Ryuzaki

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@Markfeni, it depends. Sometimes your pillar article is the one that makes money, especially if it's a full SEO play where you can send hot traffic to a converting page.

But sometimes you run a service based business or sell a product that requires educating the users or convincing them that they need and want your service or product. So that can mean that your pillar article is for some extremely broad, "top of the funnel" content that has 100,000 volume. Then you funnel them down towards your sales page from there.

I'm sure you've seen SEO courses, for example. People build squeeze pages and other ways to increase the "hotness" of the visitors. Some fall off and weren't going to convert, but those that continue down the funnel are increasingly more likely to convert, and for higher amounts of money.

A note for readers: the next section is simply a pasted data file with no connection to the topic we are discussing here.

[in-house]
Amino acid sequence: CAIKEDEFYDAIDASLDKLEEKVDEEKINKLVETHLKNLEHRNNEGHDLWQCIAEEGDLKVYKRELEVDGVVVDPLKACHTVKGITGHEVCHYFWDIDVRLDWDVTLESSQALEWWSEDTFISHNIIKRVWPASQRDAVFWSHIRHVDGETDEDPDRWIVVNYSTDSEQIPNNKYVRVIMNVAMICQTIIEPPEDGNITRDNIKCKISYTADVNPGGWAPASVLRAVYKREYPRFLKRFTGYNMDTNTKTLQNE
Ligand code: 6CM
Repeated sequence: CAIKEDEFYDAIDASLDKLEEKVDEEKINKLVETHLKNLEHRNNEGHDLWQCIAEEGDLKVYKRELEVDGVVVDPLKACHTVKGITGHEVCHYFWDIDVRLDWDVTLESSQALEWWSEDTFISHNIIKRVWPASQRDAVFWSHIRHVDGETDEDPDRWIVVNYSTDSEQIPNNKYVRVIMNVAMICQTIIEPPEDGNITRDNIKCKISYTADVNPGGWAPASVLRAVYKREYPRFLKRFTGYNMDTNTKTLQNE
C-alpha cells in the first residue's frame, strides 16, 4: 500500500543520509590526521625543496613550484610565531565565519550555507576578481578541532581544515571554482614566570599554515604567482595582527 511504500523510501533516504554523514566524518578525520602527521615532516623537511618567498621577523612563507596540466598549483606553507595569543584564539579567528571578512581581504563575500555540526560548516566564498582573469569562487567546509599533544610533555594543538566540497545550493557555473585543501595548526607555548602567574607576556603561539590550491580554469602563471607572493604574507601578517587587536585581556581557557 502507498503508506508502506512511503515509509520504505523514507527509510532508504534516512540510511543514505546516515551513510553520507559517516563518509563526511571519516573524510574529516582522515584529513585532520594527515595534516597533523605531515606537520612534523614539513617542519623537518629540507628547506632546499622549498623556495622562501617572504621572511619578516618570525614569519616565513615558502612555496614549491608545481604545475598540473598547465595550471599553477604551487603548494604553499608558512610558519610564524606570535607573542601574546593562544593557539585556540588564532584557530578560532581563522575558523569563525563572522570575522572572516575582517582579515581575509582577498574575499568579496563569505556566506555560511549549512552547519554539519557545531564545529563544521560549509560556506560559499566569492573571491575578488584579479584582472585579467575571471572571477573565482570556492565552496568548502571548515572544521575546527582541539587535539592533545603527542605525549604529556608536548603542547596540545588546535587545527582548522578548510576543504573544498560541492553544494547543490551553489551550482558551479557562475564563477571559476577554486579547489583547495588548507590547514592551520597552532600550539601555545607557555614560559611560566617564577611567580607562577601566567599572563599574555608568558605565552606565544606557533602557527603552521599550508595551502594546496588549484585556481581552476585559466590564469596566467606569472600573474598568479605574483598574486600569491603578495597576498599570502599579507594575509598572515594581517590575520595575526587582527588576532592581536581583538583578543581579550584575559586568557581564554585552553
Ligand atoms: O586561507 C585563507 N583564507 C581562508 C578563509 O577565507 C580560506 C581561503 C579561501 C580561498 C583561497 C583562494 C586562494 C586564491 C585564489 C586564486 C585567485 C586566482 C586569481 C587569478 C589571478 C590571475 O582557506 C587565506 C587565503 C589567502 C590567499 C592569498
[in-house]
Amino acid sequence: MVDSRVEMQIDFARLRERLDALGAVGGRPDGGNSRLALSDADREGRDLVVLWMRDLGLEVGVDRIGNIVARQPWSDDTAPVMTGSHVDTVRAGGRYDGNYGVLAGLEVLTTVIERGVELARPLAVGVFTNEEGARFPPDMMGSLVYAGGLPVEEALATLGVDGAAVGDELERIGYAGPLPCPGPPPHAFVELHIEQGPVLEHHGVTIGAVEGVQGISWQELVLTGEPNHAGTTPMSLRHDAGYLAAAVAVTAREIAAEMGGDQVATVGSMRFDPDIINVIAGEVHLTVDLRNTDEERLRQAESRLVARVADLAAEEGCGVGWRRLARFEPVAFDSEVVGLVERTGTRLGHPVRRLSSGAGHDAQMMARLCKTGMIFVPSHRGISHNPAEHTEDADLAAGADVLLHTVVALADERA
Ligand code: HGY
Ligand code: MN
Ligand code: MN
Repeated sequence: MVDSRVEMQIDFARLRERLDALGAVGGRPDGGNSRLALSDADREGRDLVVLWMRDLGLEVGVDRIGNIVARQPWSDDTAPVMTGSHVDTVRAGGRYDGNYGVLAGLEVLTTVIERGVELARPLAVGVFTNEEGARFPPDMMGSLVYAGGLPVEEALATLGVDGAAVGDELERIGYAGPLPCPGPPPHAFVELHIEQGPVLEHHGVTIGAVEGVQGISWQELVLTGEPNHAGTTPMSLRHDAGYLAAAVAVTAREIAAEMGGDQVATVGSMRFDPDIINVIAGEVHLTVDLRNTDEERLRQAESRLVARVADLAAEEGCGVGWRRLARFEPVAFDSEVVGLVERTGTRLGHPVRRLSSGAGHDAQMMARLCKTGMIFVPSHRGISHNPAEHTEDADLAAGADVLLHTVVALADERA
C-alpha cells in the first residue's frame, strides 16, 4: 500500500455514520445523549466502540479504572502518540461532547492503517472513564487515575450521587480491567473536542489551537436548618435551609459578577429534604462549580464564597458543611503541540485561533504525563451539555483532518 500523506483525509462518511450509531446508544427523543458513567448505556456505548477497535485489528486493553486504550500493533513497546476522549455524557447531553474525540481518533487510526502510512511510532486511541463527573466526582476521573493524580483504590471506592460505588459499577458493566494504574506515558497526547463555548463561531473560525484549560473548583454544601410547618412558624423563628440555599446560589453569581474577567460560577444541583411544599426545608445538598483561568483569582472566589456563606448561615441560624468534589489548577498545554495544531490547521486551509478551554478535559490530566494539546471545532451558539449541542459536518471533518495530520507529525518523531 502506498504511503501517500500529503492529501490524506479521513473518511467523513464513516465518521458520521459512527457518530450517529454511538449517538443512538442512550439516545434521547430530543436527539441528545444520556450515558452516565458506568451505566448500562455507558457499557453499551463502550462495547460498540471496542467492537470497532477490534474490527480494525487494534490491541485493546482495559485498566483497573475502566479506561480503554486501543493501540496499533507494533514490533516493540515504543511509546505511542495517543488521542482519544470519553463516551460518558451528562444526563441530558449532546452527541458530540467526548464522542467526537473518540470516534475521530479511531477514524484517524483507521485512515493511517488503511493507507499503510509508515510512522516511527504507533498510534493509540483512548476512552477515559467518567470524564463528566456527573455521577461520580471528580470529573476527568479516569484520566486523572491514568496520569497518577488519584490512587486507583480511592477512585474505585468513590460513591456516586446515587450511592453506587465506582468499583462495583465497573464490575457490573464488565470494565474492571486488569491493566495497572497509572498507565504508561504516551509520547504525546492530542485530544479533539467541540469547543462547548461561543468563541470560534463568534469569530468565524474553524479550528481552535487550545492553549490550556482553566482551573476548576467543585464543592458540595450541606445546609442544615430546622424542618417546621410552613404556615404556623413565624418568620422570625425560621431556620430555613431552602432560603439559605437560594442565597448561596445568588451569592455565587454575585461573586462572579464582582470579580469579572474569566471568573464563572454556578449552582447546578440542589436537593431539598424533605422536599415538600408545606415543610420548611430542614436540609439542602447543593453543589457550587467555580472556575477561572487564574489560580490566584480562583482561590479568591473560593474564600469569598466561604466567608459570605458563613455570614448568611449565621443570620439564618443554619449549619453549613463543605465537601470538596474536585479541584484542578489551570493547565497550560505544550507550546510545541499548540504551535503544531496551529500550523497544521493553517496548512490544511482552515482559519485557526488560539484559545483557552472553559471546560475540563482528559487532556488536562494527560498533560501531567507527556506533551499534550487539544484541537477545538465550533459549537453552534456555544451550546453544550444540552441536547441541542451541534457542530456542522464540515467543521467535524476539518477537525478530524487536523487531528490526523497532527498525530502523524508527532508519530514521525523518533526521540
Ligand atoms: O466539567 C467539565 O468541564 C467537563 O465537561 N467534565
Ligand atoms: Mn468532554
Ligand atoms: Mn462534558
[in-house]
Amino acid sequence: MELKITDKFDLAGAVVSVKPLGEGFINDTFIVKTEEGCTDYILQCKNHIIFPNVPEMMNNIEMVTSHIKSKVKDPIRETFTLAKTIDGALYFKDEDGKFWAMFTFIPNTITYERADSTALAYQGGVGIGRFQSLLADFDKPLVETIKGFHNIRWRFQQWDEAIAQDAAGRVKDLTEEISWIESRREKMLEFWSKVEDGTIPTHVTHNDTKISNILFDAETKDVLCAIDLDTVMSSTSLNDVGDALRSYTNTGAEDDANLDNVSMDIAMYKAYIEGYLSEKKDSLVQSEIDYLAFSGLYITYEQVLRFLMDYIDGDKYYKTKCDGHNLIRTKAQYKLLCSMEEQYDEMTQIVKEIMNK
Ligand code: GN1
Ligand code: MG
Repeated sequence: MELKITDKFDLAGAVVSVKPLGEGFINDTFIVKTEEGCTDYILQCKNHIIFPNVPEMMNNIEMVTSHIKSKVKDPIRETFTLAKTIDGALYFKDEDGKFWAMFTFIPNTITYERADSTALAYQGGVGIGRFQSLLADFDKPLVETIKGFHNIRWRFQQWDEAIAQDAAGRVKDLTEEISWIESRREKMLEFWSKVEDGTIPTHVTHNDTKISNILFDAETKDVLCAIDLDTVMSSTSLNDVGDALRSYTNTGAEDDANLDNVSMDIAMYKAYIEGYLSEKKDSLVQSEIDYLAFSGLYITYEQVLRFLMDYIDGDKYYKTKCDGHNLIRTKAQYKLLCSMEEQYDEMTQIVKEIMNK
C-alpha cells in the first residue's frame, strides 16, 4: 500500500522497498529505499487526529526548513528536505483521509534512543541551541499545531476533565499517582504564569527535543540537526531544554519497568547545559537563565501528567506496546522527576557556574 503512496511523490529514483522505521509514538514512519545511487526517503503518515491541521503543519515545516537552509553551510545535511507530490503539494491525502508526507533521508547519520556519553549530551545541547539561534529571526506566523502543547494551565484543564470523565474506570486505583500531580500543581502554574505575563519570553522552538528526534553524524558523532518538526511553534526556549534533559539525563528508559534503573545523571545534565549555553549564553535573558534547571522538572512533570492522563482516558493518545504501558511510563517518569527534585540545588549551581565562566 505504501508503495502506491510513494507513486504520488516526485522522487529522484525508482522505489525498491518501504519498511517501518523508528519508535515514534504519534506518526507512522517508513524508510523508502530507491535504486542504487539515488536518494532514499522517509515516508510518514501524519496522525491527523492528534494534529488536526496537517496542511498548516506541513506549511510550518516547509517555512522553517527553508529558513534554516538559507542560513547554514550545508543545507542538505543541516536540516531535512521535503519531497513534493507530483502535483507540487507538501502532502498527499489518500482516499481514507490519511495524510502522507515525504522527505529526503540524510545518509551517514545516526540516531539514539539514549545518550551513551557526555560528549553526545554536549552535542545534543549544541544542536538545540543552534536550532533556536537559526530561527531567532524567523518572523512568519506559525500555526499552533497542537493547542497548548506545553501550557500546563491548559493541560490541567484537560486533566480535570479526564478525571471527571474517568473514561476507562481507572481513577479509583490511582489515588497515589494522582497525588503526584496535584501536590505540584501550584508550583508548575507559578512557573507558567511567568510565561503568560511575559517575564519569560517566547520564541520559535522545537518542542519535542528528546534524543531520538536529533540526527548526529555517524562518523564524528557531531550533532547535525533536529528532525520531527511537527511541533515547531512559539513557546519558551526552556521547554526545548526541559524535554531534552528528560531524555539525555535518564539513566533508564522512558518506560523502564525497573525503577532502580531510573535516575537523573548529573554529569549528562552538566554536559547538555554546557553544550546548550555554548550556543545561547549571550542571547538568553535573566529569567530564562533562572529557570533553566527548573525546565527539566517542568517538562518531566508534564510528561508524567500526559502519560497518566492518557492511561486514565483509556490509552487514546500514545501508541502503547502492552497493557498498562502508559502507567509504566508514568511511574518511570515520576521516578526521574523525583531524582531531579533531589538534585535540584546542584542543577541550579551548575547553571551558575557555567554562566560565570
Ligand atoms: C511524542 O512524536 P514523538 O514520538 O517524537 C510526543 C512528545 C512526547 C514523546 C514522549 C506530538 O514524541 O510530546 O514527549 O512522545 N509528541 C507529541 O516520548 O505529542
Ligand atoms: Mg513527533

People do this with webinars and all kinds of ways to "squeeze" the traffic. Hell, some do it with in real life seminars, books, videos, audiobooks, youtube videos. They'll get in front of millions of people and by the end "squeeze" 20 people for $40,000 each.

So yeah, it all depends on your goal. You have to know what your end goal is and what state of mind the users are coming in from the keywords, and how to match those users to the right content based on what it takes to sell your stuff.

If you're just doing Adsense or display ads, then getting them to the page is enough and it doesn't matter what they do from there (other than click the ad). Sometimes, with CPM ads, just loading the ad is enough to get you paid.

Other times you'll have to massage the users and do real marketing and have a real funnel. And that can extend off-site to your email list, your social media, your YouTube channel, etc.